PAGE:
The following photograph was taken by Matt Marcucci in the throne room of the Forbidden City in Beijing. The two large characters on the plaque over the throne constitute the famous dictum of the Taoists: WU2WEI2. This is usually translated as "inaction" or "non-action," but more highly nuanced and fanciful translations such as "nonpurposeful action," "effortless doing," etc. are also to be found.
A curious, contradictory aspect of this Taoist Golden Rule was pointed out by the great 20th-century Chinese author, Lu Xun (1881-1936), who wrote the following in chapter 3 of his Han wenxue shi gangyao (An Outline of Chinese Literary History): "Lao Zi's words are inconsistent. He warned against prolixity, yet from time to time he gave vent to indignant words; he valued non-action, yet wished to rule all under heaven."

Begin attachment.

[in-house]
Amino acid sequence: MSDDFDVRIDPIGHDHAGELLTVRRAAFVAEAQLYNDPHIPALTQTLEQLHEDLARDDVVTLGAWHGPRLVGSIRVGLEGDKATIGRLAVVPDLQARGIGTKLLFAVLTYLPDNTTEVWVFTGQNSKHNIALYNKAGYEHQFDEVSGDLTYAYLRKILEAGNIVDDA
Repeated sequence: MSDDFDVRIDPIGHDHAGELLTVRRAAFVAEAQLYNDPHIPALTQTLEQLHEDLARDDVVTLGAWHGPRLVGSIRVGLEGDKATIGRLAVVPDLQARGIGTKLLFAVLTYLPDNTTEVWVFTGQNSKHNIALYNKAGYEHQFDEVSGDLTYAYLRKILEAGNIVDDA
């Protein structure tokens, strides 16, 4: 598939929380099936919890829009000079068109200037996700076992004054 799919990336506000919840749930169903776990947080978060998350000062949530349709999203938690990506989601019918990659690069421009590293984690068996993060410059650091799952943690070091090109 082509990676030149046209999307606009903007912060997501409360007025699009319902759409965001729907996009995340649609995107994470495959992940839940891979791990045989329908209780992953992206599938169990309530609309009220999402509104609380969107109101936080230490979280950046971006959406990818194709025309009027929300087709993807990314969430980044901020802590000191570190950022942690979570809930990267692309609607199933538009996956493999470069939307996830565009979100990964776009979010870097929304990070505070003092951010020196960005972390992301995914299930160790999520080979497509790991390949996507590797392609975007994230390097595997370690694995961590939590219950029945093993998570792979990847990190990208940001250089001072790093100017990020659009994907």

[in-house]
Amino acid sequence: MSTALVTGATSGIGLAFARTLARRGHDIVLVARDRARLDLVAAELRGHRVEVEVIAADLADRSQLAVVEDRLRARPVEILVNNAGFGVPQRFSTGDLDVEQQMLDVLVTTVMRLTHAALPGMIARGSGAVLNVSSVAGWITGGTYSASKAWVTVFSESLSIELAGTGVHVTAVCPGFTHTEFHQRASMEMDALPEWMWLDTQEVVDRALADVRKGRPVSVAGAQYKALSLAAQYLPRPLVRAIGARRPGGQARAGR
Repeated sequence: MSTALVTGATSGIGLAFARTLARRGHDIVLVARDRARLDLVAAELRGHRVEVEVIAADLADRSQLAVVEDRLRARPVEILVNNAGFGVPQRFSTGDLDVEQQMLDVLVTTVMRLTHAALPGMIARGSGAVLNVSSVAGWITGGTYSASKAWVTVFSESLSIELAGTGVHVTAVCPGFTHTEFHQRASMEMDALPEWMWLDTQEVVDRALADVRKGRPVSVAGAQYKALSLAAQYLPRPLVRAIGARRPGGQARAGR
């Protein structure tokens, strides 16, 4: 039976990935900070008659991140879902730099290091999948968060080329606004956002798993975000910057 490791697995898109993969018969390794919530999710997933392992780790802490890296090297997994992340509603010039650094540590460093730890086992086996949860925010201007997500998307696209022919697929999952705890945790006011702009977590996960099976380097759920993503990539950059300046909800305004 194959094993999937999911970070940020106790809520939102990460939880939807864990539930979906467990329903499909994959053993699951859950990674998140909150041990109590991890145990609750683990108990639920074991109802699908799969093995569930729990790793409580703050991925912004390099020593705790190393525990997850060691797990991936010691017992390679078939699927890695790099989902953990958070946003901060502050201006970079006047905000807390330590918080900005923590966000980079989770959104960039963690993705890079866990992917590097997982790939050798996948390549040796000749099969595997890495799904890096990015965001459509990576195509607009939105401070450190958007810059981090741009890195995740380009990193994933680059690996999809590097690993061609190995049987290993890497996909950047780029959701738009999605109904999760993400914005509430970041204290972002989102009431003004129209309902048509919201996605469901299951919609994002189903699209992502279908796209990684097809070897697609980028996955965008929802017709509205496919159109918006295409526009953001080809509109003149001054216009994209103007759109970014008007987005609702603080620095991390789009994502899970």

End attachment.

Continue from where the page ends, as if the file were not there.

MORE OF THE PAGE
The grammarians argue over whether this is an injunction ("do nothing") or a negative declarative sentence ("there is no action"). It is normally rendered in English as a noun. Regardless of the part of speech, WU2WEI2 has had an enormous impact on Chinese thought for the past two millennia and more.
In the Afterword to my Bantam translation of the Tao Te Ching / Dao De Jing, I pointed out a number of Sanskrit terms (e.g., AKRTA [non-action], AKARMA [inaction], NAISKARMYA [freedom from action or actionlessness], KARMANAM ANARAMBHAN [noncommencement of action] — diacriticals omitted here), especially numerous in the Bhagavad Gita, that mean essentially the same thing as WU2WEI2. The Indian notions, while equally subtle and elusive, are quite different in their moral implications. Whereas the Taoist concept is both ethical and socio-political, the Hindu complex of ideas is metaphysical and existential.